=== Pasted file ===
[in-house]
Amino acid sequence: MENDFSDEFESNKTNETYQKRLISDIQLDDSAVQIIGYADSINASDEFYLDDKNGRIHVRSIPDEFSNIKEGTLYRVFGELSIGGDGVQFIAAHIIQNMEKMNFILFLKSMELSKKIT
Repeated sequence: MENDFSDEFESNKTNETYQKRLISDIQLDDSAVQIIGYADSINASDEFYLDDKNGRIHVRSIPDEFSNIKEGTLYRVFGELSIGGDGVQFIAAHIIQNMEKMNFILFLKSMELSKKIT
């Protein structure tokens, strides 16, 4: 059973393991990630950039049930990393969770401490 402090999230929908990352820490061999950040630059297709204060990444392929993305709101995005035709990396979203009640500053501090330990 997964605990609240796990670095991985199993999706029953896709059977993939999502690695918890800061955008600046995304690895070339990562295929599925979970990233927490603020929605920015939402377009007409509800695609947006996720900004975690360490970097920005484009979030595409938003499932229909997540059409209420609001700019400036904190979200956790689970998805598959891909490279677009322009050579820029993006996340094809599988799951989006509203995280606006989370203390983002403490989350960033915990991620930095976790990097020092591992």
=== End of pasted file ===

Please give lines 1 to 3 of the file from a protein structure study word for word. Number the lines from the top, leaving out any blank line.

[in-house]
Amino acid sequence: MENDFSDEFESNKTNETYQKRLISDIQLDDSAVQIIGYADSINASDEFYLDDKNGRIHVRSIPDEFSNIKEGTLYRVFGELSIGGDGVQFIAAHIIQNMEKMNFILFLKSMELSKKIT
Repeated sequence: MENDFSDEFESNKTNETYQKRLISDIQLDDSAVQIIGYADSINASDEFYLDDKNGRIHVRSIPDEFSNIKEGTLYRVFGELSIGGDGVQFIAAHIIQNMEKMNFILFLKSMELSKKIT